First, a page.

Aegis Series

Magic Aegis

Wings ePress
2005 Dream Realm Award Fantasy Winner
Golden Wings Award
1st novel in Aegis Series.

Centuries ago the witch Chloe cast the Aegis spell binding four men and their descendants to protect her homeland, Kaereya, from invasion. Unfortunately, turmoil often comes from within. Now, long after the Aegis families have died out, terrible dreams of what might be afflict Vesper, but when needed most the magic needed has been lost.

From Fallen Angel Reviews: 5 Angels & Recommended Read. ~ Vesper’s handfasting to Drew awakens her seer talent and transforms her life. Vesper is shunned as the bastard of the housekeeper. One night out of anger, humiliation, and pride she accepts Drew’s token. Suddenly she is torn from everything she knows to live among Clan Montoren as Drew’s wife. Drew Montoren has loved Vesper from the first time he saw her. Knowing she is terrified and bewildered by the abrupt change in her life, he asks her for one year. Determined to win her over, he begins a campaign of love. Raymond Aurelias discovers that he has a daughter via a letter written by his deceased wife. After the untimely deaths of two wives and sons, he fears for his daughter. Instead of contacting her, he sends his most trusted servant to protect and watch her.

Rhobin Lee Courtright deftly intertwines the poignant tale of two lovers overcoming pride and obstinacy within the heart-wrenching reunion of father and daughter. In a kingless land, besieged by treachery, a father seeks to shelter and know his daughter while a young Aegis romances her. Magic Aegis is a gripping, stunning tale of overconfidence, duplicity, fickleness, and the courage to change. Magic is gone according to history: a legend, a story, yet someone is killing those with magic in their families. Maybe magic exists, but belief is required before it dies. I could not put Magic Aegis down. Rhobin Lee Courtright cleverly wraps the reader in a saga of love, heartache, growth, and magic lost and found. I eagerly await her next story in the thrilling world of Vesper, Drew, and Raymond.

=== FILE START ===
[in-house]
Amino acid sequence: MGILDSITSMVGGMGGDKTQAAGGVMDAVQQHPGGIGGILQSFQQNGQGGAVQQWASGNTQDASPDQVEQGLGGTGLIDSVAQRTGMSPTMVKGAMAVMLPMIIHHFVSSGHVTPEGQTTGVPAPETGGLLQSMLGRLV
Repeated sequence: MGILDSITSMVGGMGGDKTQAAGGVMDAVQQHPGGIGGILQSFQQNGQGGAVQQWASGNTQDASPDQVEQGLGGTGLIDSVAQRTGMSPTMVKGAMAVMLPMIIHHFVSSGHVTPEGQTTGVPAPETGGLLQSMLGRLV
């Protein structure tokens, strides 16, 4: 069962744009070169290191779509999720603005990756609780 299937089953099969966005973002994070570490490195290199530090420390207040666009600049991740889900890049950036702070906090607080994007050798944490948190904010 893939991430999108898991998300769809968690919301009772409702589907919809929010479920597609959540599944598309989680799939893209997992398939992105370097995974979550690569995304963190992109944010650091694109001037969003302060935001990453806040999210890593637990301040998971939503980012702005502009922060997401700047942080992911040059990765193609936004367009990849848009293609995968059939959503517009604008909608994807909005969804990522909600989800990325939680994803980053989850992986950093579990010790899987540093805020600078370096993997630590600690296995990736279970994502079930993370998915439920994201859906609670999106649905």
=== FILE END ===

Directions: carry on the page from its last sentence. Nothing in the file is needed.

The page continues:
Reviewed by Dena

An Excerpt from Magic Aegis:

Quillon, waiting for Duke Aurelias, had just entered the vestibule in time to watch the tableau with the clansmen, without time to divest himself of cloak and hood. The girl’s distress didn’t alarm him. An unwilling Handfast was neither unknown nor unheard of even among his own people, let alone these strange tribes of the far north. He had come in to speak with the clansmen about their horses. The duke always looked for good stock. In his inspection of the animals, he found the fine leatherwork of the saddles impressed him as much as the horses.

He heard the girl, heard her low spoken words and stopped in shock. He saw her and took a step forward. The young clansman threw a defiant look in his direction, and Quillon realized his mind played a trick on him. Recognition was impossible. With awareness of a situation in progress, he stepped back into the shadows and watched the young suitor bundle his prize and leave. The taller man looked as unhappy as the girl, surely the signs of an inauspicious Handfasting.

Even as the trio rode away, a Kennetsurean woman entered the vestibule carrying a cloak. Quillon took another step back in surprised recognition, which drew her attention.

“The clansman, have they already left?” she asked, searching the shadows to see his face.

“Yes, mistress.” This sudden trip finally fell into a pattern and Quillon reeled with the implication.

“With the girl?”


“But I have her cloak. It is so cold and they have so very far to go.” She stood there, but he had nothing to say. Giving up, her face aged in resignation. She wrapped the cloak around herself and exited into the rainy night.

“May the night swallow you, harpy bitch,” he said after she left, his fury overcoming his well-developed sense of precaution. Never did he think one from his own province would betray their calling. With another dumbfounded thought, he nearly took out after the clansmen, but his duty to the duke stopped him. Reflection on the incident told him what he imagined couldn’t be true.

The duke didn’t leave until the end of the celebration. Then, rather than join his hosts in their carriage as they bid, Aurelias rode back as he had come, on his horse with his armed men around him.

“You saw her?” he asked Quillon as they rode.

“Yes, and recognized her. Recognized her... mother. I didn’t believe it.”

The duke didn’t speak until they dismounted in the covered portico of his host’s house. “Tomorrow I leave. I wish you to stay and investigate this matter. Find me the facts on this woman and her daughter.” He slapped his reins against his saddle, spooking his mount into a side jump. One of the outriders grabbed the horse’s bridle near the bit and calmed him. The duke apologized to his man and let him lead the horse away. He turned to Quillon. “Tell me if this town harbors a murderer but do not raise any suspicions of yourself, for I do not want her to fly to some new spot.”